John Semley’s top five of September

1. Melvins, 1983
So much Melvins this year. Following the pared-down Melvins Lite record, the EP 1983 has King Buzzo and Dale Crover reteaming with original drummer Mike Dillard, with Crover moving to bass. The title suggests a throwback to the earliest, sludgiest Melvins era. But if anything, this revised trio sounds punkier than anything that’s ever carried the Melvins name. “Stick ’Em Up Bitch” is a pretty straight-ahead thrash song that morphs midway into a cover of The Pop-O-Pies’ “Fascists Eat Donuts,” and the last song (“Walter’s Lips”) is a Lewd cover. The four tracks give Buzzo room to noodle, while Dillard’s lighter-touch drumming (compared to Crover’s pounding, anyway) keeps things briskly driving along.

2. Satan’s Wrath, Galloping Blasphemy
The band’s press release alleges that Satan’s Wrath is “the only band in the world in communication with thy master… One member alone controls 13 Satanic covens worldwide and organizes the most hideous sabbaths [sic] which our lord graces in the form of the black goat.” Is it possible that metal bands are getting too high-concept? Like Sweden’s Ghost, it can be tricky taking Satan’s Wrath seriously (unlike Satan’s wrath, which you should take very, very seriously). Less jokey is the assemblage of blackened thrash bangers. Galloping Blasphemy is just that: track after track of hurtling, guitar-driven Luciferian ripping. 

3. Winterfylleth, The Threnody Of Triumph
Fitting that, as we drag our asses into October, we get a new record from English black metallers who take their name from the Old English for October—Winterfylleth. The band’s third record, The Threnody Of Triumph, plays like a funeral dirge, a folk-inspired march for the glorious dead of England’s past. Winterfylleth describes its shtick as English Heritage Black Metal (EHBM), which makes its tremolo-picked program of folkloric preservation kind of sticky, politically. (Liner notes in the band’s other records referring to threats to England’s cultural identity don’t help.) But the pseudo-xenophobic fascination with myth and history has always been an essential thread of black metal’s fabric. Tracks like “A Thousand Winters” and “The Fate Of Souls After Death” are as stirring as any of black metal’s best anthems, however troubling that may be. 

4. Manowar, The Lord Of Steel
Some may balk at rating Manowar’s latest middling release as one of the best of the month. But two things motivate this: First, it counters some of the previously mentioned discomfort at liking the politically sticky English Heritage album above so damn much. Manowar may be about the riddle of steel, the power of England, fighting for king and country, and all that, but at least it’s obviously a joke. And to their credit, it’s never not funny. Second, no Manowar is bad Manowar. From its title to the by-the-numbers thunder of the power-metal anthems contained within, The Lord Of Steel feels like the product of an algorithm that cranks out Manowar songs. And that’s just fine. More than their adopted motherland of England, Metal itself is Manowar’s homeland; one they’re still dependably defending. It may be a bit routine, but as Eric Adams (still one of metal’s best vocalists) sings on “Manowarriors”: “If you don’t like it, time to leave.”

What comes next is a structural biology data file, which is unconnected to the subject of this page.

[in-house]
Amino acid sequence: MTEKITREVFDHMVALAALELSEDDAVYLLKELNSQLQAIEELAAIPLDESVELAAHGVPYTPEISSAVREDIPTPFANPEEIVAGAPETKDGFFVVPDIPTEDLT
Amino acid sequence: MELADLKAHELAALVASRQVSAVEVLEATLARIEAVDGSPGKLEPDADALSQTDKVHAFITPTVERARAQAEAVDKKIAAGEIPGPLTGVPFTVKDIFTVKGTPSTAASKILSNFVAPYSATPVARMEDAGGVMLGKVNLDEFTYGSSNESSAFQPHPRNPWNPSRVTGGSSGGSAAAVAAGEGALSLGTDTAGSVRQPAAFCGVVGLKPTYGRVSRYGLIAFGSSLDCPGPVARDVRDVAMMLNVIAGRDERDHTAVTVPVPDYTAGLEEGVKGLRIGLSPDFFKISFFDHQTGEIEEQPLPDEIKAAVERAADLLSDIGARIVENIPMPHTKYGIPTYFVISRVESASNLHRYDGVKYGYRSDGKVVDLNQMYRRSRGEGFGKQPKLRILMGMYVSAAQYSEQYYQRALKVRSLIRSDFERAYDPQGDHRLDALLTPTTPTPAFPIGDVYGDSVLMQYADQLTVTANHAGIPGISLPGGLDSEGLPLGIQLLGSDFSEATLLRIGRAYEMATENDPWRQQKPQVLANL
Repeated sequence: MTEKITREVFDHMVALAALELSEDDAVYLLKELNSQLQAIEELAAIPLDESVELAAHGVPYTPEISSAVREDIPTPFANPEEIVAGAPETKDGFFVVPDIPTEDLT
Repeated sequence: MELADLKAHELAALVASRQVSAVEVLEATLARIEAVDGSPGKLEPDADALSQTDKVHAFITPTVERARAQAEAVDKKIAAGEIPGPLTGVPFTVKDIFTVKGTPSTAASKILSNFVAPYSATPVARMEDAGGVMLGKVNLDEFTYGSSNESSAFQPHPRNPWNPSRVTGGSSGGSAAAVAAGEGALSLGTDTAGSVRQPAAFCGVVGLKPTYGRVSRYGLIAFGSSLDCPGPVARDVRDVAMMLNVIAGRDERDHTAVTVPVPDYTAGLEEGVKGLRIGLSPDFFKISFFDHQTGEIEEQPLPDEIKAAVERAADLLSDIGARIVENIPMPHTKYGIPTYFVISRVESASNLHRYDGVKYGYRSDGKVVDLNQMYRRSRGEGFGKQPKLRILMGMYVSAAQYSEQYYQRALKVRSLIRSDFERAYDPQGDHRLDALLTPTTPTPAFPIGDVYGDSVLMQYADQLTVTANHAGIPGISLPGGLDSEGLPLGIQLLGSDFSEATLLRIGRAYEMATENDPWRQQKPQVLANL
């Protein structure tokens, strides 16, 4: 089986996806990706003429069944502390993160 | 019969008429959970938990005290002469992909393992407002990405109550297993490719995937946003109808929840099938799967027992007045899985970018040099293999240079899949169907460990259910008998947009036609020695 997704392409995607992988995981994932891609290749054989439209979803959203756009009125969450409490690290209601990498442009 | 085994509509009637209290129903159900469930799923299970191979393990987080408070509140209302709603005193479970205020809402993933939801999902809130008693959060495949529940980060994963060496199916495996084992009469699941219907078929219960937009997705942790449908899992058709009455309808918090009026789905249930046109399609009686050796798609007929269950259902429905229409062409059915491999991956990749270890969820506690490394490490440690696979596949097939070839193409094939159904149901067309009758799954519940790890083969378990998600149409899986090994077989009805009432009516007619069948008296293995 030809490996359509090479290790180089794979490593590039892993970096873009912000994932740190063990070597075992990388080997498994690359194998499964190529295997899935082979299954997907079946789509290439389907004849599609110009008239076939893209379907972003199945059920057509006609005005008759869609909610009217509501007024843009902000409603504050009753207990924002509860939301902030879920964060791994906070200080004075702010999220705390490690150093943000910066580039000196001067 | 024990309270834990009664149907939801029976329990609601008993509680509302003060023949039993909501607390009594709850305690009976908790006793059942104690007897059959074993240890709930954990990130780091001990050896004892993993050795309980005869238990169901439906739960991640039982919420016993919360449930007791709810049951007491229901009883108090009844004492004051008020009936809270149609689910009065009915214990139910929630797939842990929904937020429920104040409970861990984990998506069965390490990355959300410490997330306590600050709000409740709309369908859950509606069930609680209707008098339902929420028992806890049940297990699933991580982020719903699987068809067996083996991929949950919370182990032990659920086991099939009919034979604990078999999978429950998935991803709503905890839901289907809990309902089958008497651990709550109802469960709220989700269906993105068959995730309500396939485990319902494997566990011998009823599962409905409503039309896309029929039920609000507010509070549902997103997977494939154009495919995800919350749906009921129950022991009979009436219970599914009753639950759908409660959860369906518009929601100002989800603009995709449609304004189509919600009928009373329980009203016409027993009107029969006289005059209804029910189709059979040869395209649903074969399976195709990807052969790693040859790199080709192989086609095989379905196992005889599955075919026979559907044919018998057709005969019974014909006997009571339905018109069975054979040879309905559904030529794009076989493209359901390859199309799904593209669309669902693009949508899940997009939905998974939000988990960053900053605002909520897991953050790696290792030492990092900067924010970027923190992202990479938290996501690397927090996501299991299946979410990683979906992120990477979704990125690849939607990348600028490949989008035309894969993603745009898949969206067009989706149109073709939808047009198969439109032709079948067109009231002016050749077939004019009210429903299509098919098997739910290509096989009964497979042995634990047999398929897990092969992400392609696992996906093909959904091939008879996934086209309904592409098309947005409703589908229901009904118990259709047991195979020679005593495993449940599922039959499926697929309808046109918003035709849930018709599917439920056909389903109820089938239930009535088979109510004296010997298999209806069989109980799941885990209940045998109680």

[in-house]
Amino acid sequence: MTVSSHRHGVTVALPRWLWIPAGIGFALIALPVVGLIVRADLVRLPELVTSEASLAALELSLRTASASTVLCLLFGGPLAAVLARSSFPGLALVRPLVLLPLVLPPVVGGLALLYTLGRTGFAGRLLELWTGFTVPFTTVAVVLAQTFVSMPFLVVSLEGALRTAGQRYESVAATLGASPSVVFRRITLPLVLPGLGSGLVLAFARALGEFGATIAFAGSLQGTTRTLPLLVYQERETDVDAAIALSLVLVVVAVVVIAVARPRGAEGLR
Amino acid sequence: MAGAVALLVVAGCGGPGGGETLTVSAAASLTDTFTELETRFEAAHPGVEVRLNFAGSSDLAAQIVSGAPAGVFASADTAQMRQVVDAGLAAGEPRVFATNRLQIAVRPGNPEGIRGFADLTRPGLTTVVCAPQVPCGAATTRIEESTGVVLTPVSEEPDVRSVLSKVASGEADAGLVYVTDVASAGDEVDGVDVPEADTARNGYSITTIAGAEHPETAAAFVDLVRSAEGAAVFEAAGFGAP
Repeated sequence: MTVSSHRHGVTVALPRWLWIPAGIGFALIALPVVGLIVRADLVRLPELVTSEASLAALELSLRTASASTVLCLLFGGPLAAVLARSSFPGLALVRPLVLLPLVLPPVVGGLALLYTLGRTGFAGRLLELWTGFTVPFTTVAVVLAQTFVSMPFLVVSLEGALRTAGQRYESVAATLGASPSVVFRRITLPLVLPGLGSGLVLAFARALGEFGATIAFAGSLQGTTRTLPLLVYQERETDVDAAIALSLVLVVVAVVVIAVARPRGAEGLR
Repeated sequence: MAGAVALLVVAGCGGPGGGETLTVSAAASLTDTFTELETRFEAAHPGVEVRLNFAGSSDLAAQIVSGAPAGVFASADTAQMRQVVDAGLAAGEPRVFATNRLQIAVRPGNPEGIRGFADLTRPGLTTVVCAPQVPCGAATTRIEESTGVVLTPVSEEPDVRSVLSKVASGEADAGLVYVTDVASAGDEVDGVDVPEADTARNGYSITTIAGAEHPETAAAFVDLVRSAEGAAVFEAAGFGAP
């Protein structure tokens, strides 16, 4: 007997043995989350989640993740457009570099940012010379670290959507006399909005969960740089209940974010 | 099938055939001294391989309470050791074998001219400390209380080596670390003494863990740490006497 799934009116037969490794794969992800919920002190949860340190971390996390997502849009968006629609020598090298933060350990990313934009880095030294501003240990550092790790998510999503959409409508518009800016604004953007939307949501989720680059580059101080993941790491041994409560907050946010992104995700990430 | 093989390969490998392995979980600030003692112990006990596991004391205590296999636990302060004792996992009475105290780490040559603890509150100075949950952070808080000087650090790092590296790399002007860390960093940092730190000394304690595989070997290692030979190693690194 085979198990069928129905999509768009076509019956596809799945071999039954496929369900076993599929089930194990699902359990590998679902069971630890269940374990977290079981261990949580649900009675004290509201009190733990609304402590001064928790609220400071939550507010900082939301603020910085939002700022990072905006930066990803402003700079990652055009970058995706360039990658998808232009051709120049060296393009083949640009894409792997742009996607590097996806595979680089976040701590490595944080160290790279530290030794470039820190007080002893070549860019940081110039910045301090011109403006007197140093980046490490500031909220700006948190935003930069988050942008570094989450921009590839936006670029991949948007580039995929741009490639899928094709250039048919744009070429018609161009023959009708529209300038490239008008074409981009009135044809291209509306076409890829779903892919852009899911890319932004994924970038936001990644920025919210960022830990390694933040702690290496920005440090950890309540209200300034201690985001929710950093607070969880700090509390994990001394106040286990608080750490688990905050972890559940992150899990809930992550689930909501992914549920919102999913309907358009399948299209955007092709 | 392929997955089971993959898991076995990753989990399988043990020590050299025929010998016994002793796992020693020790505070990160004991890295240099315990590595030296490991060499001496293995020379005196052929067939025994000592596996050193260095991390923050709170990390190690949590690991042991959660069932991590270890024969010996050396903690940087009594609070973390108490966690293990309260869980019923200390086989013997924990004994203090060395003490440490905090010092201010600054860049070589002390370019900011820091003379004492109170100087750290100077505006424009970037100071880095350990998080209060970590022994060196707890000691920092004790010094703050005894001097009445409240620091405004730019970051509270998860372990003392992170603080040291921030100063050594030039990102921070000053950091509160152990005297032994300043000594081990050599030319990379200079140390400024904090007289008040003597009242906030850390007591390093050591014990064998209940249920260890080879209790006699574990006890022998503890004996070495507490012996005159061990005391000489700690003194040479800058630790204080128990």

5. Beastwars, Beastwars
The North American release of the debut album from Beastwars, which is something of a sensation in its native New Zealand, gives the band the opportunity to connect with a wider audience aching for down-tuned, growly stoner rock. These nine tracks invite comparisons to Kyuss, Soundgarden, Fu Manchu, and other ’90s hard-rock heavies. Collecting catchy-enough riffs, thick basslines, and vocalist Matt Hyde’s expansive vocal range (he moves from husky crooning to howling to hilarious Marilyn Manson croaking), Beastwars represents another strain of fuzzy desert rock. It may seem all too familiar in places, but at times (“Mihi”) the band’s sound seems a hemisphere away from its more obvious influences.

John Semley’s Runners-up

6. Abstracter, Tomb Of Feathers
7. Stolen Babies, Naught
8. Khors, Wisdom Of Centuries
9. Haarp, Husks
10. Wodensthrone, Curse

John Semley’s Retro Loud

Black Widow, Sacrifice
Summer is over. It’s time for the world to wither up and die for another year. And the best—the absolute, accept-no-substitutes best—record to play through the autumn and into winter is Sacrifice, the 1970 LP by Leicester, England-based Black Widow. One of those proto-metal bands that anticipated the more formative heaviness of Black Sabbath, Black Widow fuses hard rock, psyche, folk, and Jethro Tull-ish Ren-faire fluting. Sacrifice’s key track, “Come To The Sabbat,” has become a pagan hard-rock staple. Boasting the catchiest, and maybe best, chorus in heavy-metal history (“Come, come, come to the sabbat! / Come to the sabbat! Satan’s there!”), it’s little wonder that progressively heavier bands like Bewitched, Death SS, and even Propagandhi have covered the song. Beyond its daemonic invocations, Sacrifice is the perfect record to build a Samhain party playlist around.